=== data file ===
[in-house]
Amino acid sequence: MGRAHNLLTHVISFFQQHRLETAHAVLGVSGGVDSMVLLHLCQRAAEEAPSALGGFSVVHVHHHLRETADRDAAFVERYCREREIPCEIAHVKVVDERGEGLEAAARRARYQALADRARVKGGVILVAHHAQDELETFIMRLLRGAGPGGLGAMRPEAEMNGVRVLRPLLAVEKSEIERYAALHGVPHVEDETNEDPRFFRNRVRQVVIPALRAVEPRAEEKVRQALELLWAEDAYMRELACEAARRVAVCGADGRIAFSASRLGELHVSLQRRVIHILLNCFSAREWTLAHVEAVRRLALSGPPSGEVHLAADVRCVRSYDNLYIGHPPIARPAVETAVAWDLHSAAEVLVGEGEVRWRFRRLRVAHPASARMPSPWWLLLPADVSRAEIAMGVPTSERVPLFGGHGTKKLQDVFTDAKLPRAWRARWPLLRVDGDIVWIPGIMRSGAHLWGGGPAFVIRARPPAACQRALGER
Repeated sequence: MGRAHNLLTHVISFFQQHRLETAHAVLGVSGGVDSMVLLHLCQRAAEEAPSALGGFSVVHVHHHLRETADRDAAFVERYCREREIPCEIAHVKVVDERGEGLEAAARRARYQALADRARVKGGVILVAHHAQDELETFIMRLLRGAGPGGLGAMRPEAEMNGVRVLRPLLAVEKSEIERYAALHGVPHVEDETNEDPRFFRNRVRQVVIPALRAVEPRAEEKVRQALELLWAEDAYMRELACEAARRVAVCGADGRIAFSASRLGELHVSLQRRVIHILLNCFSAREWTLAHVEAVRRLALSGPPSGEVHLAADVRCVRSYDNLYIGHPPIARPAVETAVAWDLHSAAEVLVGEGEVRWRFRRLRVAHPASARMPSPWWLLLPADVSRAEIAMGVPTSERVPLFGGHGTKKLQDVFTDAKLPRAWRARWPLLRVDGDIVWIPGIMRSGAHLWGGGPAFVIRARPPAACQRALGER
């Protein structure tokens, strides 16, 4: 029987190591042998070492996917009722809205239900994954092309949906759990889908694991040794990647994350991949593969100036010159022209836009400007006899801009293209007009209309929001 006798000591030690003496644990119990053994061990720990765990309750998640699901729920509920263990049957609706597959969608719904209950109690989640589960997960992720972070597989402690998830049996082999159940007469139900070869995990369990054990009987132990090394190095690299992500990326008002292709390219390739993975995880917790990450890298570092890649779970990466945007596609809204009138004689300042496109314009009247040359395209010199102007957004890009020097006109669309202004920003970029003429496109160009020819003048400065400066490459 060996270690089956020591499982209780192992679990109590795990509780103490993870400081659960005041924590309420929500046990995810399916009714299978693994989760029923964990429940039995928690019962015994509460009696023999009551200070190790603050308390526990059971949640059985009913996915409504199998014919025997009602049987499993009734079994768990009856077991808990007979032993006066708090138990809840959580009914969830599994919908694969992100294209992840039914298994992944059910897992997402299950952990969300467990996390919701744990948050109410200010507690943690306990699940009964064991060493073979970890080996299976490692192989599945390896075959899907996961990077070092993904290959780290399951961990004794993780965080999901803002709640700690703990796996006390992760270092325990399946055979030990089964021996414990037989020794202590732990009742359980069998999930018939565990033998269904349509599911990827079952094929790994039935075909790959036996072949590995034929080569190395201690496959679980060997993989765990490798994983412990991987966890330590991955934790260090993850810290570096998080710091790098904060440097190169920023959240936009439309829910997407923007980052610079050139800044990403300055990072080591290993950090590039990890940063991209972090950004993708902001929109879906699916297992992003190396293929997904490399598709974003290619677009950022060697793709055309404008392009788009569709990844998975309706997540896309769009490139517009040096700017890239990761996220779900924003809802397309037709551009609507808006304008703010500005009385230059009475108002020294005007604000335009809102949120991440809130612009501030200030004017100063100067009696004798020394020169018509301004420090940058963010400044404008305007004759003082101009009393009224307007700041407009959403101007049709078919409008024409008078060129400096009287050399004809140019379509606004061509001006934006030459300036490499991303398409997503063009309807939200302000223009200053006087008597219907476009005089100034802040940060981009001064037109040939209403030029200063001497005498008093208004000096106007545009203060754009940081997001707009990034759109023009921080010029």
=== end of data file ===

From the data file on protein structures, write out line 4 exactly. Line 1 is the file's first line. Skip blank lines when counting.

């Protein structure tokens, strides 16, 4: 029987190591042998070492996917009722809205239900994954092309949906759990889908694991040794990647994350991949593969100036010159022209836009400007006899801009293209007009209309929001 006798000591030690003496644990119990053994061990720990765990309750998640699901729920509920263990049957609706597959969608719904209950109690989640589960997960992720972070597989402690998830049996082999159940007469139900070869995990369990054990009987132990090394190095690299992500990326008002292709390219390739993975995880917790990450890298570092890649779970990466945007596609809204009138004689300042496109314009009247040359395209010199102007957004890009020097006109669309202004920003970029003429496109160009020819003048400065400066490459 060996270690089956020591499982209780192992679990109590795990509780103490993870400081659960005041924590309420929500046990995810399916009714299978693994989760029923964990429940039995928690019962015994509460009696023999009551200070190790603050308390526990059971949640059985009913996915409504199998014919025997009602049987499993009734079994768990009856077991808990007979032993006066708090138990809840959580009914969830599994919908694969992100294209992840039914298994992944059910897992997402299950952990969300467990996390919701744990948050109410200010507690943690306990699940009964064991060493073979970890080996299976490692192989599945390896075959899907996961990077070092993904290959780290399951961990004794993780965080999901803002709640700690703990796996006390992760270092325990399946055979030990089964021996414990037989020794202590732990009742359980069998999930018939565990033998269904349509599911990827079952094929790994039935075909790959036996072949590995034929080569190395201690496959679980060997993989765990490798994983412990991987966890330590991955934790260090993850810290570096998080710091790098904060440097190169920023959240936009439309829910997407923007980052610079050139800044990403300055990072080591290993950090590039990890940063991209972090950004993708902001929109879906699916297992992003190396293929997904490399598709974003290619677009950022060697793709055309404008392009788009569709990844998975309706997540896309769009490139517009040096700017890239990761996220779900924003809802397309037709551009609507808006304008703010500005009385230059009475108002020294005007604000335009809102949120991440809130612009501030200030004017100063100067009696004798020394020169018509301004420090940058963010400044404008305007004759003082101009009393009224307007700041407009959403101007049709078919409008024409008078060129400096009287050399004809140019379509606004061509001006934006030459300036490499991303398409997503063009309807939200302000223009200053006087008597219907476009005089100034802040940060981009001064037109040939209403030029200063001497005498008093208004000096106007545009203060754009940081997001707009990034759109023009921080010029």